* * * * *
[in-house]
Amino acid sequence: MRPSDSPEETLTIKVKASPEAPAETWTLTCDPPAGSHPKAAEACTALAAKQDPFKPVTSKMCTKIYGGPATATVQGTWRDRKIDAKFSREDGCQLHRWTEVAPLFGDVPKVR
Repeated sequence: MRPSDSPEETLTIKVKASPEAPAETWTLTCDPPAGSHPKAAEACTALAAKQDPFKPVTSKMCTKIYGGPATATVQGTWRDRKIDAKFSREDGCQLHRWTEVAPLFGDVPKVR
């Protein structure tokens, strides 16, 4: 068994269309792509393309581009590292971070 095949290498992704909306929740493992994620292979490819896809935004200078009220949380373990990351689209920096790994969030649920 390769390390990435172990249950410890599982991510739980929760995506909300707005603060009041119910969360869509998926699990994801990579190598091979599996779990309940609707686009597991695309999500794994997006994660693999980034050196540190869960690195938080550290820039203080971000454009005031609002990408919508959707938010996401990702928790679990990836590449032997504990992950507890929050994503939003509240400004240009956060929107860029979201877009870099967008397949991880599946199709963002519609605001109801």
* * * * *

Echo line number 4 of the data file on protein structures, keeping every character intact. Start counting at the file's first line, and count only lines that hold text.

């Protein structure tokens, strides 16, 4: 068994269309792509393309581009590292971070 095949290498992704909306929740493992994620292979490819896809935004200078009220949380373990990351689209920096790994969030649920 390769390390990435172990249950410890599982991510739980929760995506909300707005603060009041119910969360869509998926699990994801990579190598091979599996779990309940609707686009597991695309999500794994997006994660693999980034050196540190869960690195938080550290820039203080971000454009005031609002990408919508959707938010996401990702928790679990990836590449032997504990992950507890929050994503939003509240400004240009956060929107860029979201877009870099967008397949991880599946199709963002519609605001109801």